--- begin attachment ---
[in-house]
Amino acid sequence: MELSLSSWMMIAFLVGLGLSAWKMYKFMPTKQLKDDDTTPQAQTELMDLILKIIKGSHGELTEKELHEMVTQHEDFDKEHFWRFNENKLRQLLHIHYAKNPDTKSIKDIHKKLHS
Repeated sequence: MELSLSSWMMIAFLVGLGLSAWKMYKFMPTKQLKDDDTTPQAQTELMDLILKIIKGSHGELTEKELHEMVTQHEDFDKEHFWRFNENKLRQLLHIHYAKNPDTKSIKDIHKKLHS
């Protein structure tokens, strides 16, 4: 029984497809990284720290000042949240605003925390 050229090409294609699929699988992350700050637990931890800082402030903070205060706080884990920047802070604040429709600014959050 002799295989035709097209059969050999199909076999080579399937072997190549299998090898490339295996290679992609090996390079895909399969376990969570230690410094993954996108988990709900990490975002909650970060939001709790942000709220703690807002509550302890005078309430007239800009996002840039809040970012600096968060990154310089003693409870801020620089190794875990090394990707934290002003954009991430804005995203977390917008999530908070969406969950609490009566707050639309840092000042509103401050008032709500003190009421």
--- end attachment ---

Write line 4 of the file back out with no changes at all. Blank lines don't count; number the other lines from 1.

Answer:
């Protein structure tokens, strides 16, 4: 029984497809990284720290000042949240605003925390 050229090409294609699929699988992350700050637990931890800082402030903070205060706080884990920047802070604040429709600014959050 002799295989035709097209059969050999199909076999080579399937072997190549299998090898490339295996290679992609090996390079895909399969376990969570230690410094993954996108988990709900990490975002909650970060939001709790942000709220703690807002509550302890005078309430007239800009996002840039809040970012600096968060990154310089003693409870801020620089190794875990090394990707934290002003954009991430804005995203977390917008999530908070969406969950609490009566707050639309840092000042509103401050008032709500003190009421």